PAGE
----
Harassment Targets and Hotspots

Although sexual harassment can happen anywhere and to anyone, certain populations and locations seem to be of particular risk. Over the past 30 years, white women have been the subject of most research concerning sexual harassment, yet women of color are often more likely to be targeted for variety of reasons. According to Equal Rights Advocates, African American women and Latinas are the most likely U.S. women to be among the working poor and employed in low-paying, service occupations, which is where sexual harassment is most frequently reported.

Women in the U.S. who are undocumented immigrants also face a heightened risk, as potential harassers assume (often correctly) that these women would avoid reporting harassment for fear of deportation or other legal repercussions. Race is not the only risk factor related to sexual harassment. A recent survey showed younger women were more likely to say they had experienced sexual harassment than older women. This may be because their youth or professional inexperience may make them seem an easier target, but also because of a difference between generations in defining and discussing these issues.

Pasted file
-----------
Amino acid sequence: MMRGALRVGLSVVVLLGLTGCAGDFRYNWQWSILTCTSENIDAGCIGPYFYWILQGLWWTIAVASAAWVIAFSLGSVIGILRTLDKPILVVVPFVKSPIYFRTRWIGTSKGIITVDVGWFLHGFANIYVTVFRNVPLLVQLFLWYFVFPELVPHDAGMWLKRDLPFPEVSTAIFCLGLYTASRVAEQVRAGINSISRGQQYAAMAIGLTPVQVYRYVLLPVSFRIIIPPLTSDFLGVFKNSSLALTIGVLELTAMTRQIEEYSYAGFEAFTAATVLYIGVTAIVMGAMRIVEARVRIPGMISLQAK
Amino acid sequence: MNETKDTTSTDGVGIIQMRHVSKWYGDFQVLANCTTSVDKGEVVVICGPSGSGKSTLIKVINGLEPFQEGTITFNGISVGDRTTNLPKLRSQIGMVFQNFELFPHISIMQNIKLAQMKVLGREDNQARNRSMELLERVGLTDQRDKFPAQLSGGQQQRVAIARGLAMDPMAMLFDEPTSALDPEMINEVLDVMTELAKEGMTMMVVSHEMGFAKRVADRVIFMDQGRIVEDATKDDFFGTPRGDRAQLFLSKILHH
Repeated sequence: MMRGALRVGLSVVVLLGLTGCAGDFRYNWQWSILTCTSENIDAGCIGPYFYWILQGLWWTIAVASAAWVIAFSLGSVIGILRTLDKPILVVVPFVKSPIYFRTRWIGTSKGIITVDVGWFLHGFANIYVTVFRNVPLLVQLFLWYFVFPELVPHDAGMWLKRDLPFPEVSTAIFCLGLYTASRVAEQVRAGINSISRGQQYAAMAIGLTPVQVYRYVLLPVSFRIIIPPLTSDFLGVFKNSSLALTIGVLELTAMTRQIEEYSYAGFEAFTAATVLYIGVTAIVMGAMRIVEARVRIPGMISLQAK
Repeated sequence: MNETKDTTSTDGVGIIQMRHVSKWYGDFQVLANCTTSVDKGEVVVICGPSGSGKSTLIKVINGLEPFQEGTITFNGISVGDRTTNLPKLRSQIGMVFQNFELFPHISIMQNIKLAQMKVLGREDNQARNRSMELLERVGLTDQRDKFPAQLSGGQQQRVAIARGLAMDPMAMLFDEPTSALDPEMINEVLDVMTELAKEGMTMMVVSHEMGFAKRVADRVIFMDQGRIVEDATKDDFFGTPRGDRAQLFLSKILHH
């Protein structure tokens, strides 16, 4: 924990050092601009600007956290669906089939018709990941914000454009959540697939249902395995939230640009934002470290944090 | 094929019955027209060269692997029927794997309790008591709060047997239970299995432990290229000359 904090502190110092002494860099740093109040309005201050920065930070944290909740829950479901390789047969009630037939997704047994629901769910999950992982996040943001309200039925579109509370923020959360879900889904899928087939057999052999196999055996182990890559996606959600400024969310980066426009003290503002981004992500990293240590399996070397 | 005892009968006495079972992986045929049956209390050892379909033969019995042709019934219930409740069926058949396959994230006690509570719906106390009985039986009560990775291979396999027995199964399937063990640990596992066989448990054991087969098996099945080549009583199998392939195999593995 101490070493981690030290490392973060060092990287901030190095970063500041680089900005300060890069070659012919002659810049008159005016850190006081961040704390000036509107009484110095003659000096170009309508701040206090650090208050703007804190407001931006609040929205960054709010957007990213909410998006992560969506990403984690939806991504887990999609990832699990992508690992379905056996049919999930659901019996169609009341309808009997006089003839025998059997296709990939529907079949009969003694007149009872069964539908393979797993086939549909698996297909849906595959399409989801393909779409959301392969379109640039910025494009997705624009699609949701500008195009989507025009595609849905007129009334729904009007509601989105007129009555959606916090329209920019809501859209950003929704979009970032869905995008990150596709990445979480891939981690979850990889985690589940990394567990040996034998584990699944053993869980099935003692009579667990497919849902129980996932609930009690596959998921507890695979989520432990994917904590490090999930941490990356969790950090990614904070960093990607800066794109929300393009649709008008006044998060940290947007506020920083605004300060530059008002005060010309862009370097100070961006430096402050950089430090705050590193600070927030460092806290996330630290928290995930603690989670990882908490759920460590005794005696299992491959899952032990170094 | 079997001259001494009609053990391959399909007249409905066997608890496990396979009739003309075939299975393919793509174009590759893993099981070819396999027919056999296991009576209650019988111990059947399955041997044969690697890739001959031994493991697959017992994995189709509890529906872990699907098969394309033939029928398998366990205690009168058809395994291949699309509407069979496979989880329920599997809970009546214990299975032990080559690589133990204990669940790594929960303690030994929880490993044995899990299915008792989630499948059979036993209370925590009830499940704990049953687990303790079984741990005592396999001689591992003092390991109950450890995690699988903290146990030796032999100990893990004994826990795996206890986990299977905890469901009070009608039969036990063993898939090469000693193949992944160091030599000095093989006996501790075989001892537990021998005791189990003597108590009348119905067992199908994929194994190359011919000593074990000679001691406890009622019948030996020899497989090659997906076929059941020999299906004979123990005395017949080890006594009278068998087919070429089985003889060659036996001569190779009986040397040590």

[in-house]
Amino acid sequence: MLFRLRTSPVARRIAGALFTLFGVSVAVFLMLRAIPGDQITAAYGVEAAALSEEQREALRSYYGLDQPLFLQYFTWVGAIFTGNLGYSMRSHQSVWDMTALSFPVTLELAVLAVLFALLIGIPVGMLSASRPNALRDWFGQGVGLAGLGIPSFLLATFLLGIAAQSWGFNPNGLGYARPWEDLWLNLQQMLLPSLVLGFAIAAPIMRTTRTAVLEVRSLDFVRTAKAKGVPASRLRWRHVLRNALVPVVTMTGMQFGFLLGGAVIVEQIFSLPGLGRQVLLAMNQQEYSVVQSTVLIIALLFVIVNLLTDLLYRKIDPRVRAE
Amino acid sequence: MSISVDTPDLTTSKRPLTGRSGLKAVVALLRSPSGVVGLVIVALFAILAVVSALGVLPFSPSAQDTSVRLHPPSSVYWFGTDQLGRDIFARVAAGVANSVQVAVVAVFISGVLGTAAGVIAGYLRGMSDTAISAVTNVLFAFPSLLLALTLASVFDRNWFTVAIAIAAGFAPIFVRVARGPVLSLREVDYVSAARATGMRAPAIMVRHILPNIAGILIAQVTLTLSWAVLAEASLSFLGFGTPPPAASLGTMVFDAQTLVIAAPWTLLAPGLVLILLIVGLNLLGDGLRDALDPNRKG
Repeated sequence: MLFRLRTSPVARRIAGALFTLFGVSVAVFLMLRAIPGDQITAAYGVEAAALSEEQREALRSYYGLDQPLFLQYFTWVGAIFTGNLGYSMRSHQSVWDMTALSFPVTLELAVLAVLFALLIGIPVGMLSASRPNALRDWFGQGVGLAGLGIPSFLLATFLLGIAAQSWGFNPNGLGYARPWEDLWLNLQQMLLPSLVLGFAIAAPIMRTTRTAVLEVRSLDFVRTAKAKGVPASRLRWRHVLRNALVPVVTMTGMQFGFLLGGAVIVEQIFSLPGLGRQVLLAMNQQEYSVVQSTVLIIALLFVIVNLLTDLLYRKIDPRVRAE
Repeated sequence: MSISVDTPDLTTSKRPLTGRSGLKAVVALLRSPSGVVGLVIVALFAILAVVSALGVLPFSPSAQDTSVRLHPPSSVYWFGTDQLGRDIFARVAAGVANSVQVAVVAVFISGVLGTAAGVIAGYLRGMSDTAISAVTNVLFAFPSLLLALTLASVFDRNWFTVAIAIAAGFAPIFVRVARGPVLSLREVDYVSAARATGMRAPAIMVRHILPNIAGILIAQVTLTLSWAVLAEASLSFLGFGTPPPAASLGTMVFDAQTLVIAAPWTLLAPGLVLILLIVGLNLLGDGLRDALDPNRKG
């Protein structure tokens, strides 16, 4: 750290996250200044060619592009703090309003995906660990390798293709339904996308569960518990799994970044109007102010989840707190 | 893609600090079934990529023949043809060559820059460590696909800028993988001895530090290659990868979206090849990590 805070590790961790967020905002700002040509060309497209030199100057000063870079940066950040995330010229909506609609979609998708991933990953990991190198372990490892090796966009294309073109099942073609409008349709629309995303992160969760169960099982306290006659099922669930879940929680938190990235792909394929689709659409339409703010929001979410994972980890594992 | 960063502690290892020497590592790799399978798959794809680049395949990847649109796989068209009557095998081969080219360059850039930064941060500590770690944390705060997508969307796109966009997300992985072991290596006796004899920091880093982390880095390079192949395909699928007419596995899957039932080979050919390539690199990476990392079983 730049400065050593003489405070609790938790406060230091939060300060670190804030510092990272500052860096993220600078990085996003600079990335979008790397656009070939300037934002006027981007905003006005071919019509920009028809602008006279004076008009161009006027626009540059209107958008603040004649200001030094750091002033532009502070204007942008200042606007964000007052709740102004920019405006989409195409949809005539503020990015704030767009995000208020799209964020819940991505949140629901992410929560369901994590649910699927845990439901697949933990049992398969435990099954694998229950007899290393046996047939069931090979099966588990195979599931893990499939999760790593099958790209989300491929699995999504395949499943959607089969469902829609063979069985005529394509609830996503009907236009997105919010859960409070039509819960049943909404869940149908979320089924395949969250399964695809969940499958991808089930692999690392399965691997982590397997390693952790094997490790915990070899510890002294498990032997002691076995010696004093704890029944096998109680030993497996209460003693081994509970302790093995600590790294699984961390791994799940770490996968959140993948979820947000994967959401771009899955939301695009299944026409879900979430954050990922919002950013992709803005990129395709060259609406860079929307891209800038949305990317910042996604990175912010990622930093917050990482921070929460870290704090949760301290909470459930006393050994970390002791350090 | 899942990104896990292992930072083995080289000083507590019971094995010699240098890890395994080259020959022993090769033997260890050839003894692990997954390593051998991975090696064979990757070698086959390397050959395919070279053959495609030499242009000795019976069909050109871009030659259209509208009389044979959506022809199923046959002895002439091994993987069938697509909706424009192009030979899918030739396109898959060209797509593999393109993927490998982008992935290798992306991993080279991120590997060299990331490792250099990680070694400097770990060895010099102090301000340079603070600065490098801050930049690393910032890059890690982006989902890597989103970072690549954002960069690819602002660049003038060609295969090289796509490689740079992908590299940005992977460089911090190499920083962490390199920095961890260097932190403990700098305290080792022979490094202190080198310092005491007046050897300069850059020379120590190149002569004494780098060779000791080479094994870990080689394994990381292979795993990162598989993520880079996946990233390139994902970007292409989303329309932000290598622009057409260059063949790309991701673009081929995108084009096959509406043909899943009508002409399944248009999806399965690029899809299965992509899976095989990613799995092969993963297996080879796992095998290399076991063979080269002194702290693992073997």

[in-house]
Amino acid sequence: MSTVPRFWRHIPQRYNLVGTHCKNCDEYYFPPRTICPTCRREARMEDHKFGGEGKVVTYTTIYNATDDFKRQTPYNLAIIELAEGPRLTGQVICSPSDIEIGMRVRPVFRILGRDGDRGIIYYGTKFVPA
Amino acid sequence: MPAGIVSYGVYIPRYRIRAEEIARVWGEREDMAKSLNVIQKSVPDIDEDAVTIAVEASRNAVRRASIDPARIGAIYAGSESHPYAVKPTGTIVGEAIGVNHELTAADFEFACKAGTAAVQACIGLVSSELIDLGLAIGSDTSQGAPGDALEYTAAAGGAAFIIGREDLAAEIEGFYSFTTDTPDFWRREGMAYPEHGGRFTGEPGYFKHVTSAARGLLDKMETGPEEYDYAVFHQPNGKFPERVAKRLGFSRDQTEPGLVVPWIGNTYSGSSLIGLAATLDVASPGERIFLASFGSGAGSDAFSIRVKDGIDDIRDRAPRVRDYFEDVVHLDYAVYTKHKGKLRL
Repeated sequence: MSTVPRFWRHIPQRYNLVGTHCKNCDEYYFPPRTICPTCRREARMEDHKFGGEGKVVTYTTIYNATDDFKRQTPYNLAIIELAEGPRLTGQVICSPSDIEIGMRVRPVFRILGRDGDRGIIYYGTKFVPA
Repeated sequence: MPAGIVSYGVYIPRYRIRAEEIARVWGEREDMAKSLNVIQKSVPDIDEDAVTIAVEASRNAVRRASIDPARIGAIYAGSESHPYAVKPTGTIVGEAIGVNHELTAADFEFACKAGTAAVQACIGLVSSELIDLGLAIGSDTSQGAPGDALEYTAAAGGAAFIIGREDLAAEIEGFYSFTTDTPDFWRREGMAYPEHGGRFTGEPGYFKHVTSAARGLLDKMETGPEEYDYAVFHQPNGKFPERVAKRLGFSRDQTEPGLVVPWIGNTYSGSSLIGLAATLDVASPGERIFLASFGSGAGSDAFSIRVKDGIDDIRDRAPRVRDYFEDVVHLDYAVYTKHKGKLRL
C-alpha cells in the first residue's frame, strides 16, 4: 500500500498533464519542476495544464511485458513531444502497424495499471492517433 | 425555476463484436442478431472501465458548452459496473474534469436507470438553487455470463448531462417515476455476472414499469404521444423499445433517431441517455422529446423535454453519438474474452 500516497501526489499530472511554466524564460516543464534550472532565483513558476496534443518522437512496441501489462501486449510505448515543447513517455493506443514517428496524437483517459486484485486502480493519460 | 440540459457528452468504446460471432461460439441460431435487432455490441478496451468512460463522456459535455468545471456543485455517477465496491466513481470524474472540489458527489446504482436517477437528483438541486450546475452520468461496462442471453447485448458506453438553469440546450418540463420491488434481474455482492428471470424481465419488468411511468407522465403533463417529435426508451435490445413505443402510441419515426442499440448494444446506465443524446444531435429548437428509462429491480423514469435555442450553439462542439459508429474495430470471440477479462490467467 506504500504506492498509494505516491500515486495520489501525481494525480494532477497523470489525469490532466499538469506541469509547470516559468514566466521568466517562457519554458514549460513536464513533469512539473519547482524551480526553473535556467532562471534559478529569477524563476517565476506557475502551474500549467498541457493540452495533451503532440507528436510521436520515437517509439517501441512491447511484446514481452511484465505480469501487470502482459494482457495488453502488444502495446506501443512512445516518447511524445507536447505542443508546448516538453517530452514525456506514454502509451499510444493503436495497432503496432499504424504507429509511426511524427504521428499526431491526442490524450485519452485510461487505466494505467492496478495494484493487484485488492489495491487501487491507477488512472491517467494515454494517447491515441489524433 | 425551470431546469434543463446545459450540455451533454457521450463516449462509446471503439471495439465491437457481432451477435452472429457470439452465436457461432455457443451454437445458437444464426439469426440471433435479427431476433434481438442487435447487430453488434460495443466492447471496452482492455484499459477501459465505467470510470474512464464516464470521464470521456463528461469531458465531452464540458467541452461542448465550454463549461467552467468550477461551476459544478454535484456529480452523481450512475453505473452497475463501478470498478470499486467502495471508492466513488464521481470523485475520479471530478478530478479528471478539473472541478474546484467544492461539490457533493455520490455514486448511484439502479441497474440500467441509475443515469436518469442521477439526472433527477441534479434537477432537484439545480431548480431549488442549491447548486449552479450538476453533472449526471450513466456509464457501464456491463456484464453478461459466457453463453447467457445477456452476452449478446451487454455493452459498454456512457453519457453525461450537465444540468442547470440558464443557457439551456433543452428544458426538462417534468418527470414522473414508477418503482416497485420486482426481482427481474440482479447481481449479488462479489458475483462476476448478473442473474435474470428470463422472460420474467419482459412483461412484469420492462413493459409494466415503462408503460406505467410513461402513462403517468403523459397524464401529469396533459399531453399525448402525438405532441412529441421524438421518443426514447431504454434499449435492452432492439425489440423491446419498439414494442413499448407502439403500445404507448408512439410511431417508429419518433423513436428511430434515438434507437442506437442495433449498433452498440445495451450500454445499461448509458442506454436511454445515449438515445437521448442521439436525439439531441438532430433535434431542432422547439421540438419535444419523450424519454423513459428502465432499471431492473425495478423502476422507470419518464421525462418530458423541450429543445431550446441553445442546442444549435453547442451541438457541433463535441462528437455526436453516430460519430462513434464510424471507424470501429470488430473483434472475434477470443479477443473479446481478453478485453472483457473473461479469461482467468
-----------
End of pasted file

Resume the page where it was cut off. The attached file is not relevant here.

At its core, harassment of any kind thrives in situations where there is an imbalance of power; hence, a specific population that is disempowered— because of gender, race, economic or educational inequality, age, orientation, or other factors—is more likely to experience harassment in the workplace.

Up to 75% of those who report workplace harassment experience some sort of retaliation at work.